At the first glance, infertility treatment suffers from lack of standardization in the field reproductive medicine.The most evident variations are in oocyte and embryo grading, endometrial assessment, semen analysis, and also in diagnosis and treatment within and between clinics, technicians and physicians that lead to varying success rates between clinics and even different physicians in one clinic. Another feature of reproductive medicine is that it is not "personalized" to only one individual but in reality, you are faced with at least three different individuals; the mother, father and embryos. Another complication is personalization of different biological systems; the egg, sperm, embryo and uterus. Even more importantly, one or more systems may be involved in etiology of infertility and its efficient treatment in a particular couple with great impact on treatment outcomes (3).
Preliminary data on large cohorts of samples revealed genetic biomarkers linked to spontaneous ovulation for PCOS patients, efficacy of low molecular weight heparin for the prevention of spontaneouse abortion, specific allells of FSH receptor linked with OHSS or poor response to controlled ovarian hyperstimulation. The other clinically available biomarkers are anti-Mullerian hormone (AMH) levels and antral follicle count (AFC) for tailoring gonadotropin dosage, and also the expression of 238 genes as the transcriptomic signature of endometrium entitled as endometrial receptivity array (ERA). It personalized embryo transfer via personalization of implantation window and determination of proper time for embryo transfer in patients with repeated implantation failures (3, 4).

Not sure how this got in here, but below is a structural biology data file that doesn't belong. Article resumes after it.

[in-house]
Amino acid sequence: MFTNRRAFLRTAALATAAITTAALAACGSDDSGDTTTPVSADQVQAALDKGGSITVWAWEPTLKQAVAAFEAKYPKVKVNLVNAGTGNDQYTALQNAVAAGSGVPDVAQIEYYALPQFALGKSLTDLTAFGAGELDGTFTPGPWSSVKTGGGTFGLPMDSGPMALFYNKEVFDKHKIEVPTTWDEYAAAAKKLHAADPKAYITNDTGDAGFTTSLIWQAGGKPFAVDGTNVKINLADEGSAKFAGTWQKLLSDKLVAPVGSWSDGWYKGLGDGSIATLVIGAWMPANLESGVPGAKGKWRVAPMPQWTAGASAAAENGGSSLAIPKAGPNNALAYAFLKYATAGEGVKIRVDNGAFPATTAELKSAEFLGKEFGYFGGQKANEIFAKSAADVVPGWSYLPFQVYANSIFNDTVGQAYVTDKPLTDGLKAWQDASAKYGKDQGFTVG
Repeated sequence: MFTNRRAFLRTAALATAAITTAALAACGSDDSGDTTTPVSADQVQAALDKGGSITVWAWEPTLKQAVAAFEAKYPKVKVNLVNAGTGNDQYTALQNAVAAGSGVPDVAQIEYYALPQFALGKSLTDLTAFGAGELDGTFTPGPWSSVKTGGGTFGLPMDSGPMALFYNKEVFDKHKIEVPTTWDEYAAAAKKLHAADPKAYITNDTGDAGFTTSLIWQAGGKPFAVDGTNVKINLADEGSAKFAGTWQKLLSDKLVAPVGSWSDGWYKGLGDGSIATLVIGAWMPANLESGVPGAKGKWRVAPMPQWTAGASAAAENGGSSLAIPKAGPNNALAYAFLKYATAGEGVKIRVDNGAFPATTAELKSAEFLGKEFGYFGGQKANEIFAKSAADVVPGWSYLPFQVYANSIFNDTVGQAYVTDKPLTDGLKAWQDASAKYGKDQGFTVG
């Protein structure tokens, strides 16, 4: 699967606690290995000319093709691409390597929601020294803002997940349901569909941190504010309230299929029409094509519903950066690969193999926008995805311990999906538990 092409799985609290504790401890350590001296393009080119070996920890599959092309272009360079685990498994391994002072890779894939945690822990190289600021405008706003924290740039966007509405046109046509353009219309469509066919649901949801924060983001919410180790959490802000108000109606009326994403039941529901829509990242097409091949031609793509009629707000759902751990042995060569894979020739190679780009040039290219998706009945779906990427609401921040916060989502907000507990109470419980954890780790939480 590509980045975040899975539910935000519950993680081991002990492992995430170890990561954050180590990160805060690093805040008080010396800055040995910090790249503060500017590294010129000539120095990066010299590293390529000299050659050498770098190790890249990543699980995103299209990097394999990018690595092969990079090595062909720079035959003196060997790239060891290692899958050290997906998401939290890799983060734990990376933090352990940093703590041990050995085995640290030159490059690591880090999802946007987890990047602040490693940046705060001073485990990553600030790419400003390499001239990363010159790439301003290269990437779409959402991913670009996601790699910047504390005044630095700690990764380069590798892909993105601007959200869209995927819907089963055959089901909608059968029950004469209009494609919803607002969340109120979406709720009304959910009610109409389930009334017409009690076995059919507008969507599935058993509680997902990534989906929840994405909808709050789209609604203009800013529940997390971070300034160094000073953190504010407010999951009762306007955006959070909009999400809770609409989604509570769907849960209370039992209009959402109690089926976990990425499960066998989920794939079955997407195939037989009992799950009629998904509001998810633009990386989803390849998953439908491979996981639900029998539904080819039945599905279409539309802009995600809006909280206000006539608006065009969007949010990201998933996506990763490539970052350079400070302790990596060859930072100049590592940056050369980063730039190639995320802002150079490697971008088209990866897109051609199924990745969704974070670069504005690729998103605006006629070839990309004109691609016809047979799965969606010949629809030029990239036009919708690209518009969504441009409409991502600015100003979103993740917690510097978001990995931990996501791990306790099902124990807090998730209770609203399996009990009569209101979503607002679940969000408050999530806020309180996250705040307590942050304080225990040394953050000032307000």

Finally, reproductive medicine requires identification and verification of ideal biomarkers that personalize the entire process to make possible convenient preventive and/or preferable targeted therapy including prevention, screening, diagnosis, prognosis and treatment such as prediction of ovarian reserve, stimulation outcome, gametes and embryos quality, endometrial receptivity, ectopic pregnancy, and probability of pre-eclampsia and preterm labor. Therefore, the answer to above question would not be very accurate in the present situation. It requires identification of new biomarkers from genomics, transcriptomics, proteomics, and metabolomics data in several available large databases and subsequently verification and validation of each biomarker through prospective large randomized clinical trials.


  1. Beim PY, Elashoff M, Hu-Seliger TT. Personalized reproductive medicine on the brink: progress, opportunities and challenges ahead. Reprod Biomed Online. 2013;27(6):611-23.   [PubMed]
  2. Simón C. Personalized assisted reproductive technology. Fertil Steril. 2013;100(4):922-3.   [PubMed]
  3. Simon C, Sakkas D, Gardner DK, Critchley HO. Biomarkers in reproductive medicine: the quest for new answers. Hum Reprod Update. 2015;21(6):695-7.   [PubMed]
  4. Collins SC. Precision reproductive medicine: multigene panel testing for infertility risk assessment. J Assist Reprod Genet. 2017 May 3. [Epub ahead of print].   [PubMed]